“We are going through a transitional phase, shifting from entertainment music...to something more expressive. This means that the new music wave is different from the past one. We now deal with music as an art beyond song. The history of Arab music is that of song and is closely tied to the authority of discourse. However, with protest songs, we now listen to music pieces with specific themes. This has ushered in a new phase focused on voice as art... Our relationship with the word has therefore become inseparable from the musical act. Such a development will lead to a qualitative evolution in the history of Arabic music.”
-Syrian musician Adel Bou Ilaq, speaking with Daraj in 2020
In his 2016 book Art and the Syrian Revolution, Syrian writer, director and former political prisoner Ghassan al-Jebai defines art as “a mental activity and a fluid, creative social phenomenon that renews itself in content and form.”
At its core, writes al-Jebai, “art is a continuous revolutionary act. It cannot be anything else. Generation after generation, it renews itself and dismantles the deeply rooted official constant to construct a new alternative reference based on contemporary intellectual and aesthetic values and perceptions.”
Austrian writer Ernst Fischer writes, in The Necessity of Art: “To be an artist, it is necessary to own the experience, control it and transform it into memory, then turn memory into expression or material into form. Emotion for an artist is not everything; he must also know his trade and enjoy it.”
Art has a revolutionary nature because it is a revolution in and of itself. We rebel first against ourselves. It is a private and different revolution, one that speaks to the soul and digs deep into thought and notions.
The revolutionary nature of art is strongly and clearly embodied in singing because a song has, in addition to the power of words, another more influential power: that of music. Music has the power to speak to the soul and reach the conscience without a passport. It contributes to the construction of a collective consciousness and the identity of both the individual and society. Language does not limit its power, and it does not require translation.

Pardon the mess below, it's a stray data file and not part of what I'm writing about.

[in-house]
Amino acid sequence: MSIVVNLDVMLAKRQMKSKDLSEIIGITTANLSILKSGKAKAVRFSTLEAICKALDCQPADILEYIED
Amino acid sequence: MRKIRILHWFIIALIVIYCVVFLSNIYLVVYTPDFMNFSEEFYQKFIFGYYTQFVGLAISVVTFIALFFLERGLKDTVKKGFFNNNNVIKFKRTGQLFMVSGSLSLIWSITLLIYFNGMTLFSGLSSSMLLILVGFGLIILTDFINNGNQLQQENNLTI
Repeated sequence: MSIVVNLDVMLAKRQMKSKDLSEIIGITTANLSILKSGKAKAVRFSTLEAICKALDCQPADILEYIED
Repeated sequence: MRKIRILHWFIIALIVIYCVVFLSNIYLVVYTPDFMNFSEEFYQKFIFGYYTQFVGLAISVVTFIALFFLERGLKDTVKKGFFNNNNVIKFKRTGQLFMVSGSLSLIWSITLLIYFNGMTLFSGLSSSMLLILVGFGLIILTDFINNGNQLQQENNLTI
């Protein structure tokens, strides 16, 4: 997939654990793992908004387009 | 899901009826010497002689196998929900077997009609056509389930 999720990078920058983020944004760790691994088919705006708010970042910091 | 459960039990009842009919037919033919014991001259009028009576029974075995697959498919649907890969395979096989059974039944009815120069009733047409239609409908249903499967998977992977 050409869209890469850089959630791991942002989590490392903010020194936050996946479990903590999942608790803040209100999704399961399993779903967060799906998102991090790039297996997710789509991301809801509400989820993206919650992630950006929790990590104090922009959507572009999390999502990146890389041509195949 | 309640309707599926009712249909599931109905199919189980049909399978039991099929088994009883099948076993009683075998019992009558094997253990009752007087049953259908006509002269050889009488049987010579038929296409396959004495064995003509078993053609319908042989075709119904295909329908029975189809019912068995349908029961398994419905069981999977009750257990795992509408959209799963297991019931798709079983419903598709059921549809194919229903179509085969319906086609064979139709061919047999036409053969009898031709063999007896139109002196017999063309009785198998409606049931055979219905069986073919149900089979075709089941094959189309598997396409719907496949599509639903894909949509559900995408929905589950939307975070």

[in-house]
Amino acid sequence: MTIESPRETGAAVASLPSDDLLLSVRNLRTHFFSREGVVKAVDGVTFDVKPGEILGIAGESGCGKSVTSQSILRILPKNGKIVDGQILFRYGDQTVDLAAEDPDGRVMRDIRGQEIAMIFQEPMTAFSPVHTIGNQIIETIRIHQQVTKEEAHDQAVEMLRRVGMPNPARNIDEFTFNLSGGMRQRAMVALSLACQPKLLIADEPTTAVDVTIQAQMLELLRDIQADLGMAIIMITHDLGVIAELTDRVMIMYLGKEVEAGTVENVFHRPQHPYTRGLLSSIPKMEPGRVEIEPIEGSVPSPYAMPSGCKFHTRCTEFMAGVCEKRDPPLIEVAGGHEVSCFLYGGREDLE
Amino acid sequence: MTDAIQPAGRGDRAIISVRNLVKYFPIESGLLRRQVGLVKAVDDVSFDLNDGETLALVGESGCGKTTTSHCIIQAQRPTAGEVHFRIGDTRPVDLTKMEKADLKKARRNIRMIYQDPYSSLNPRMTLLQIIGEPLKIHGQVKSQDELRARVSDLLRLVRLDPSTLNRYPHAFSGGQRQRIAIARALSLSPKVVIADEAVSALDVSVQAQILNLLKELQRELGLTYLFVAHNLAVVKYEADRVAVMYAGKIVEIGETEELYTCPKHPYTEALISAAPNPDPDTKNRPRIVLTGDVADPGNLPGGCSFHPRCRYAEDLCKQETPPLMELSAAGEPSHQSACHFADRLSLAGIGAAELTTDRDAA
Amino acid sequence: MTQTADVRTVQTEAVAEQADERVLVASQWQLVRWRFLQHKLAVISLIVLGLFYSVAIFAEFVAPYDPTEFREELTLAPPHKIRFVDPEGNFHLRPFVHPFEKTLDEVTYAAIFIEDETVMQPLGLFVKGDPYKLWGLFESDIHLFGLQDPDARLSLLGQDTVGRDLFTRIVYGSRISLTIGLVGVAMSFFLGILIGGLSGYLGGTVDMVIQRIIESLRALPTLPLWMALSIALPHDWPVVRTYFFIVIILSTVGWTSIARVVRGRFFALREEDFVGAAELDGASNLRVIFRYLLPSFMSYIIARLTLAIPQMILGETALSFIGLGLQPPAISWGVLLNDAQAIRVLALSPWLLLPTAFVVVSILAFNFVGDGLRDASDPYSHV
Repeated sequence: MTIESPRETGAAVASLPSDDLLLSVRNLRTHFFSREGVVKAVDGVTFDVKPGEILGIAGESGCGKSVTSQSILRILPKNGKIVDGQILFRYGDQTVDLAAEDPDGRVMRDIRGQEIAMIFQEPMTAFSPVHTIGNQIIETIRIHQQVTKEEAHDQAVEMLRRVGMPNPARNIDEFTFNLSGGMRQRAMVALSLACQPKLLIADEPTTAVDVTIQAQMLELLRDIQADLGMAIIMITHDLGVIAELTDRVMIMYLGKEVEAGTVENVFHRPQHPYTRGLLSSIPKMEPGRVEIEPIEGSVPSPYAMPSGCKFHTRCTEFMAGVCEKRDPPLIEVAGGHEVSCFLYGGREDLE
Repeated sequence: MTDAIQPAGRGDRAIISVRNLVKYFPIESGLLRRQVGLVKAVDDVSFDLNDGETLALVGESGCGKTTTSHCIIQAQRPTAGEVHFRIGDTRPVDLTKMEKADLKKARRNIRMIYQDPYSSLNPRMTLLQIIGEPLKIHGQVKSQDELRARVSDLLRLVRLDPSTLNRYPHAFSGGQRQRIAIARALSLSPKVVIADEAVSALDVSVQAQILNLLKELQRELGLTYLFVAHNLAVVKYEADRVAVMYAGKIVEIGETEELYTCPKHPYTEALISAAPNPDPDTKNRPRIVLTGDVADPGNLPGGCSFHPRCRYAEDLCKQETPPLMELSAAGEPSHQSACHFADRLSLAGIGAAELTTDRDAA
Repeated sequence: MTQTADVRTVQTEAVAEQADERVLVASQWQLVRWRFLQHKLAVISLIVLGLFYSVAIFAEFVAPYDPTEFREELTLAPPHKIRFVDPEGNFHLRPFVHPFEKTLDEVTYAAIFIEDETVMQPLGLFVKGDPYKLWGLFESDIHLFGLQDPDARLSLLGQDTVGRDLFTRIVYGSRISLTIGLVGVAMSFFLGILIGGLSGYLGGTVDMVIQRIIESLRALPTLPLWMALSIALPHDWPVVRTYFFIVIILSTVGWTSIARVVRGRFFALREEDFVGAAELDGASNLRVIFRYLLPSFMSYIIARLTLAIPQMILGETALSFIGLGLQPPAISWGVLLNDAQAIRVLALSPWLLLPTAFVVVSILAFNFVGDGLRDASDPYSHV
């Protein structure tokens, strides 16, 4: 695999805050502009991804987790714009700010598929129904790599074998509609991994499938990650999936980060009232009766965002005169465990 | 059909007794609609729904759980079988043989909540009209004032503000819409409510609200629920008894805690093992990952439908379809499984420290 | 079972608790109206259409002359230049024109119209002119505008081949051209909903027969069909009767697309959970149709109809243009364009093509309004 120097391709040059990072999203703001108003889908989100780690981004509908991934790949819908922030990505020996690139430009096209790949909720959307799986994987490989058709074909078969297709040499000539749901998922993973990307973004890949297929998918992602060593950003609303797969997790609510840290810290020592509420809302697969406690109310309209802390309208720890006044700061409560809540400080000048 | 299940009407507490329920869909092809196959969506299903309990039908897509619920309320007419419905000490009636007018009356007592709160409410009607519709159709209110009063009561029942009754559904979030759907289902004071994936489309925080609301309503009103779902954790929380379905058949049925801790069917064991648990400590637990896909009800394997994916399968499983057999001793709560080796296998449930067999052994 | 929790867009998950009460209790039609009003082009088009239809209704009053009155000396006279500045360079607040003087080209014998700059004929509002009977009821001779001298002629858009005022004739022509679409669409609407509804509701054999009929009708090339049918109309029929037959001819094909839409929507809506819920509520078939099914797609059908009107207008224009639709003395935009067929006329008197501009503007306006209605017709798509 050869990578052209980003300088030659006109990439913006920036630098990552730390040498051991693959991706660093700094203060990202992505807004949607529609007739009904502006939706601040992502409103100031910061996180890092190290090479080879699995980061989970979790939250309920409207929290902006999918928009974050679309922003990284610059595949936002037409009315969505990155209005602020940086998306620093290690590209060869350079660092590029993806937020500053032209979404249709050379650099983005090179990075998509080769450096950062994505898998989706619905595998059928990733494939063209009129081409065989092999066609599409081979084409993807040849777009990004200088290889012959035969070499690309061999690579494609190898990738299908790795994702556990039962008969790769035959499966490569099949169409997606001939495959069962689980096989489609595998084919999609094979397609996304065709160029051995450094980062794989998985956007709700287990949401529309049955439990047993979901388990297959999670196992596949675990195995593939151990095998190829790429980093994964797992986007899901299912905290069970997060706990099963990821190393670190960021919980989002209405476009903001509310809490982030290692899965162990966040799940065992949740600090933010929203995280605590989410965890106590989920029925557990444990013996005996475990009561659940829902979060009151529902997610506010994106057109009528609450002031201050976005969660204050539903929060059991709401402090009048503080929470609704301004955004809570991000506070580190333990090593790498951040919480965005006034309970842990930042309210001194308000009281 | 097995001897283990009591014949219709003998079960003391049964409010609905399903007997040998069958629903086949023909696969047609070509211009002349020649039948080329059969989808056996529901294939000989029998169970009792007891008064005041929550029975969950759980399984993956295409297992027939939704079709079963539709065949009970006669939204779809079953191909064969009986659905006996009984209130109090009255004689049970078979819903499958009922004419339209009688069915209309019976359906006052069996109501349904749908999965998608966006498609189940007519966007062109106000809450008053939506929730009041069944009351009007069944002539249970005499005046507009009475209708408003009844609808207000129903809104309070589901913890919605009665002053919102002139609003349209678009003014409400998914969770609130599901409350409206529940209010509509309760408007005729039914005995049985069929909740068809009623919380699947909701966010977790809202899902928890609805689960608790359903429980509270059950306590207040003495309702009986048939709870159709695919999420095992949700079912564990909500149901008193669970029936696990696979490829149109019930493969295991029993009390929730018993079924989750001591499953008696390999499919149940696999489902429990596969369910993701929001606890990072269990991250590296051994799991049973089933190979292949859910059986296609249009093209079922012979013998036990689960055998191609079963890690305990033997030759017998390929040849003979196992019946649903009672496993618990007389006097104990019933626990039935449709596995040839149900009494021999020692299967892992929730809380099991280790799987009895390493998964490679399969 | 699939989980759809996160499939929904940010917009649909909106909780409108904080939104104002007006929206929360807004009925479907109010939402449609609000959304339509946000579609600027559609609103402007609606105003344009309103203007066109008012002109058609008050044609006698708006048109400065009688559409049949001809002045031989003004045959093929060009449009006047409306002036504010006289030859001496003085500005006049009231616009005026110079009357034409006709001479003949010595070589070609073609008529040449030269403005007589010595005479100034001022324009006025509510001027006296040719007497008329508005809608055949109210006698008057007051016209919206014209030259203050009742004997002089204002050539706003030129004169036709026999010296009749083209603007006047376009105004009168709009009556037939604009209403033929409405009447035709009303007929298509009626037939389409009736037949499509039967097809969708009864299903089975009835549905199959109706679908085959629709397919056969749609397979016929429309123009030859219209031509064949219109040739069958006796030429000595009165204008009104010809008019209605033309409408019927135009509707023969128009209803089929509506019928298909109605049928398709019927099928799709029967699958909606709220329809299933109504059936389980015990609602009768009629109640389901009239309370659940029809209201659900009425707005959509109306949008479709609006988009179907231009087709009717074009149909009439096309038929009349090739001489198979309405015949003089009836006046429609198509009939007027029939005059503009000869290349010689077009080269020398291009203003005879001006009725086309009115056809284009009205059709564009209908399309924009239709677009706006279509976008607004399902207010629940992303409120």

Protest songs have two functions. One is the action of the word, or of protest literature, while the other is the power of song, which transcends all barriers and reaches greater depths than we can imagine. By doing so, such music becomes a real reflection of our time and documents the political, social and economic situations of the people who produced it. It provides a musical narrative of the struggles of indigenous people across the world and their resistance to occupation and genocide. It depicts the truths left out of history books, which were written by the victors.
Songs depict people's stories. A story cannot be imprisoned, because the air is open and free. Song, like all art, has defeated death and oppressors. As Mahmoud Darwish put it: “We have on this earth what makes life worth living ... a tyrant's fear of songs.” They are afraid of accessible songs that unite people and that everyone can sing in unison, because those songs are empowering and exhilarating. Songs inspire familiarity and safety, even if bullets fall like rain over the heads of the singers.
A new musical genre
Over the past century, the world saw a new musical genre emerge from people’s pain, and from their resistance to all forms of political, racial and religious tyranny. The phenomenon soon spread across the world, triggering uprisings, resistance movements and demands for change and human rights.
In Italy, “Bella Ciao” became the song of the world’s underprivileged, the anthem of those fighting fascism, a ballad for freedom and resistance. In Cuba, “Guantanamera” became the song of those refusing occupation and fighting for freedom. It documented the most important period in Cuba's history. “Free Nelson Mandela” was the song written after Mandela was arrested in 1962. Bob Marley wrote “Ambush in the Night” after an assassination attempt against him in 1976. The lyrics described Jamaica's politics and the fact that the same politicians who imposed war on young men did not go off to these wars themselves.